Conceptually the idea of of one’s word being one’s bond in this sort of scenario did not go over my head. Without accountability and integrity, apparently, this whole thing would fall apart. At twenty-two in April of 1985, though, did I know or didn’t I? Did the words and accompanying concepts of integrity and honor truly mean anything to me? I was a free spirit. Most of the people I came into contact with up until that point ran the range from scholars to lifelong students (which I came dangerously close to becoming much later), bosses co-workers, family and friends.
(I should point out my naivete at worldly things again at this point and cannot stress enough how at numerous times throughout the course of my life my sibs and I were referred to – by friends of my parents – as, “the lambs among the wolves.”)
The people in this new environment were dyed-in-the-wool professionals, I thought, even the sweaty ones. Hell, I was a sweaty mess most of my life, too. Standing among them – hand delivering an order or waiting for the proper endorsements on a fill – did not fill my head with thoughts of the level of honor, integrity and one’s word being their bond. Rather, my head was filled getting the task at hand done as quickly and as efficiently as I possibly could. And not having to deal with the tempers, personalities or the nuance of getting to know many individuals on the floor. At first. There wasn’t any time. Time was money and money, time.
I’m sure to have been one of those professionals – at the same time – their heads were also not filled with thoughts of the same things but rather on how to squeeze a tick out of the other participants around them to make the price that they would endorse look better when compared to the market price on the huge wall boards inside the trading venue. Trade your trade, quote your price, use voice and hand signal leverage that might drive the market lower (for a buy order) and the opposite for a sell – so that when the order got back to the phone clerk and his or her phone and into the customer’s ear – the wall board would bear the markings of a successful trade financially. Buy or sell.
And then of course the layers of understanding that went with all the honor and integrity and words being bonds made my head swim. The depth of the distinction between that shaky sweaty mess over there on that side of the pit and that calm, cool, collected fellow standing over there. What was goin on in their heads. How they talked the talk! Men’s locker room language, in some cases, the basest levels of comment, opinion, cat-calling, trash talking that went on was different, funny and not helping me understand market mechanics at that young age. But it was exciting as all get out! And through it all, the one word, “sold” – whether one were a buyer or a seller – was the one single utterance tethering everyone to life in the pits, how they got along, the universal language and the word that sealed any deal. “Sold,” was accepted and tacit insofar as the principals set forth for trading futures contracts in trading pits on the floor by the membership. Crazy! Speak it. You’re on the hook.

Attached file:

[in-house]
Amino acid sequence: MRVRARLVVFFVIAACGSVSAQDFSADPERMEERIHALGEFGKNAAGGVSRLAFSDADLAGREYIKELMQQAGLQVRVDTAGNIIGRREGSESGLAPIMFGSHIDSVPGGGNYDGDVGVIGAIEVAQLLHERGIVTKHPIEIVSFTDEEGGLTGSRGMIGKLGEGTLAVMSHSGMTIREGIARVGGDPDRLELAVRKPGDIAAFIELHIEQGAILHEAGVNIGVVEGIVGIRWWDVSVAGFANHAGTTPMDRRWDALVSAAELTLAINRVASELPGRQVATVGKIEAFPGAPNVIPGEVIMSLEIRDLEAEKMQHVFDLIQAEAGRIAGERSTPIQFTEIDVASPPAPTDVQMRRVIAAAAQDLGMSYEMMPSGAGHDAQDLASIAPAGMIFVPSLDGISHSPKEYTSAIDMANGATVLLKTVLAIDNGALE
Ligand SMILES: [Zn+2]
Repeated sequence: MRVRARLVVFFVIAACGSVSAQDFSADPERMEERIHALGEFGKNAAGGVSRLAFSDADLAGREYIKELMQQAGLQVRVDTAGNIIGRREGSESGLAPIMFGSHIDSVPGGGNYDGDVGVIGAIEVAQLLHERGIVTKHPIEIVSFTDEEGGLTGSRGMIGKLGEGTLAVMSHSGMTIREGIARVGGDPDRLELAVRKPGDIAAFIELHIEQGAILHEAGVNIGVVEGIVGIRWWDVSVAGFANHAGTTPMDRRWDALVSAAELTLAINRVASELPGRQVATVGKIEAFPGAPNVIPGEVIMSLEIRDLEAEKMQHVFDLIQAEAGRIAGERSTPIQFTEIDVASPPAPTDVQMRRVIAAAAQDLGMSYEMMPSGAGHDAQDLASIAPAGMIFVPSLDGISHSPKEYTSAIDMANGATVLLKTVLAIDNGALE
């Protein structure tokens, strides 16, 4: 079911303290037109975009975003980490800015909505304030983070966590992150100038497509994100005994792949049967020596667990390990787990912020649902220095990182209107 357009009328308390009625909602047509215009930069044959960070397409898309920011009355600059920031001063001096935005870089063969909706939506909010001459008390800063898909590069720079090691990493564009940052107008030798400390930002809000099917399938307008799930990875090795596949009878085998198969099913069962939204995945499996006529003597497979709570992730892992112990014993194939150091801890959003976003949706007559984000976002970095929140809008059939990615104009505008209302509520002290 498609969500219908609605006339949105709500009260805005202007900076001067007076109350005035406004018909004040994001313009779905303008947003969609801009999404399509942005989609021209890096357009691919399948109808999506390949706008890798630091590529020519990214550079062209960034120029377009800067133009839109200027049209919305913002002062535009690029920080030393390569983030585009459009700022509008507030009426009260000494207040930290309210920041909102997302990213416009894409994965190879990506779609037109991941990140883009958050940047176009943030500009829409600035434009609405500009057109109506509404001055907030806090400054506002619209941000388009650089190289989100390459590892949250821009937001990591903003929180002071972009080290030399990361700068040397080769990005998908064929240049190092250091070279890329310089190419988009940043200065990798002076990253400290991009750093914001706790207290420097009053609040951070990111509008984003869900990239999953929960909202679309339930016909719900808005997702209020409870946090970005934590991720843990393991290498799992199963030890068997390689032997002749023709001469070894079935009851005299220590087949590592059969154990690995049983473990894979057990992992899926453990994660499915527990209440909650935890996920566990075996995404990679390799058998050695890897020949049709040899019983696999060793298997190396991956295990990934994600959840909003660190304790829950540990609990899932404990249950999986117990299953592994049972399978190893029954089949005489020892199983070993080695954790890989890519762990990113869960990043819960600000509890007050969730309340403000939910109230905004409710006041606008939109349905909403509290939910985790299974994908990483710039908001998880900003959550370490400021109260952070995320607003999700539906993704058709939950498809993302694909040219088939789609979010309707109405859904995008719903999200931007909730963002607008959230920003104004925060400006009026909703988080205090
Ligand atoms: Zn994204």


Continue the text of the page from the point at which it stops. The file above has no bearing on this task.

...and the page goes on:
Whether for a customer order or yourself.
Not liquid markets or stagnant markets also came into my purview at this time. When big sweaty over there had a chance to breathe and prim and proper over there took out a nail clipper and clipped his fingernails. As I found out, even at those times, when a hundred individuals were standing around apparently doing nothing – their synapses were still firing in neutral, idling and waiting for an order to come from some phone clerk into the pit to be filled at the market price. Therefore that current price and the aggregate bids and offers of colleagues surrounding, too, was something on the tips of their tongues during these slower market scenarios. At those times one needed to find sellers for their buys and would have to bid up the market to find sellers to sell to them and conversely the same would be true to find buyers if one were a seller. The seller must meet the buyer below the market price because that’s where they would be.
In their heads.
As market participants.
The concept of a deck of orders waiting to be filled at specific prices as the market rose and fell precluded much room to play the market. Wisely. (I could not fathom how this could ever be accomplished what with everything I was learning up to this point.) Along the history of the exchange a rule was made having to do with personal speculative trading while being an agent for another professional be they an individual, a commission house or a commercial with interests in grain futures. The ruling, loosely stated, said you must fill customer orders first before attending to your own speculative interests in trading the present market’s price. This practice was called, “dual trading.”
I’d think to myself whenever this subject came up in those early days, “How do you tell a local trading for himself from a commission house or commercials broker?”
I could not come up with an answer.
Because at any given moment any number of the two hundred and fifty traders in the pit could be, Big Sweaty, Mr. Calm, Cool and Collected or The Cat Caller / Trash Talker trying to keep everyone on their toes.
The last time I had even remotely seen an assembly of human beings that resembled that in any way all in the same place at the same time was a Chicago Bulls Game.
I had previously worked as an usher and ticket taker in Chicago for a company called, Andy Frain, Inc.
Word Count: 1012 Post # 1238